NuBank Structure
Figure 3 - NuBank Structure (Source: NuBank, SeekingAlpha)

Emerging drivers of 21st century organizations

As artificial intelligence (AI) pervades our markets and industries, we will have to create organizational structures that cater to large-scale autonomous operation. This will force us to abandon many of the corporate structures that pervade boardrooms today and to create very different organizational metrics.

Harvard Business Review (HBR) looked at emerging organizational structures required in the age of AI-powered organizations and found four key arenas of these future-proof plays.

  1. Hub - Central executive function that aligns strategy with analytics and execution
  2. Spoke - The strategic business unit, function or geography where the AI functionally operates, managed by a human team
  3. Gray area - Work that is shared between various units
  4. Execution teams - Typically project teams that work to collect the data, train models and work to launch an AI-powered capability at the spoke level

In the future, banks will likely be decentralized autonomous organizations with very similar structures to what HBR proposes.

There are two other areas that will also impact organizational design and mission in the 2030s and beyond. The first is sustainability: how to reduce the impact of the corporation on the environment and planet. The second is community: how corporations contribute to the broader social good.

We most likely will develop broad metrics beyond the share price, using them to measure the effectiveness of corporations in new ways, such as net-new resources used in production, carbon output, human versus AI-labor patterns and so forth. Profitability, while remaining important, won't be a sustainable strategy without addressing broader concerns over the mission and policies of corporations. It may not be possible to be a highly profitable company without a broader community mission and alignment.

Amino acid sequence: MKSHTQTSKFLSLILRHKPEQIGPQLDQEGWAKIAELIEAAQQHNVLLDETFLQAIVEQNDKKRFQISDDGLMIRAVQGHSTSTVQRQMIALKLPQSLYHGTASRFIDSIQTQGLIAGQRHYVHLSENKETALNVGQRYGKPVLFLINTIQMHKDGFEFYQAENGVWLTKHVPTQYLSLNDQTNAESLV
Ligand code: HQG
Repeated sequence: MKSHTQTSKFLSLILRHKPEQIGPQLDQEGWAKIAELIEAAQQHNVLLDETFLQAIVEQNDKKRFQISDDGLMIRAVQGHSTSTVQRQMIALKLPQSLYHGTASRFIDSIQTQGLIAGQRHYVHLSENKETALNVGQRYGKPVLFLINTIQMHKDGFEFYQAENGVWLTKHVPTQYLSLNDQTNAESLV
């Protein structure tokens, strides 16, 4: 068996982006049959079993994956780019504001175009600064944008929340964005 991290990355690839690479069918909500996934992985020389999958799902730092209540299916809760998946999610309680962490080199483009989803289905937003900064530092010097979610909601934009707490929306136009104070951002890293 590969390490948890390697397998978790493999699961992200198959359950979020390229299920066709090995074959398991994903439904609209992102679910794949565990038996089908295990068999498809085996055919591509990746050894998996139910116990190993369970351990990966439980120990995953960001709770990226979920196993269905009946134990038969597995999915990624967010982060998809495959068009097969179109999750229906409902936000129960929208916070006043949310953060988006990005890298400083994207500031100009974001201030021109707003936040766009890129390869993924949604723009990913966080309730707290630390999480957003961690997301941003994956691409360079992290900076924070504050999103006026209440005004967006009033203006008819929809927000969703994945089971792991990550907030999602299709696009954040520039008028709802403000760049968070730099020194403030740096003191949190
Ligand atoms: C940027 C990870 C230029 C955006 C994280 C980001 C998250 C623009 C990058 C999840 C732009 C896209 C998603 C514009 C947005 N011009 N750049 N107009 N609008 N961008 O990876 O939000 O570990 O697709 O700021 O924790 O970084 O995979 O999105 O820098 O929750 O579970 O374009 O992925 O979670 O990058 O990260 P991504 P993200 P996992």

In an AI-based organization, execution around the technology is the everyday operational function of the business, regardless of product or service. The mission of the algorithms, smart contracts, digital assets and people in these types of businesses becomes aligned with the policy or strategy that defines the parameters of the AI operation. The AI runs the business day to day, with people supporting and cross-checking its accuracy and efficiency. AI is like the operations team in the current business in many respects - the difference being that once in place, human operators are minimal. In the transition to highly autonomous corporations and societies, we will increasingly employ technology for greater productivity, improved access and growth.

The internal risk, compliance and governance functions will no doubt also be greatly impacted by AI-powered business platforms and architecture. We'll require humans to train and manage these models and algorithms, but the further we seek to benefit from AI operationally, the less humans will be involved in day-to-day business operations.

The message is simple. If you want to thrive in the next 10 years as we transition to smart companies, contracts and economies, the ability to understand where technology is transforming your industry and how to integrate it in delivery is about the only thing that will keep you relevant.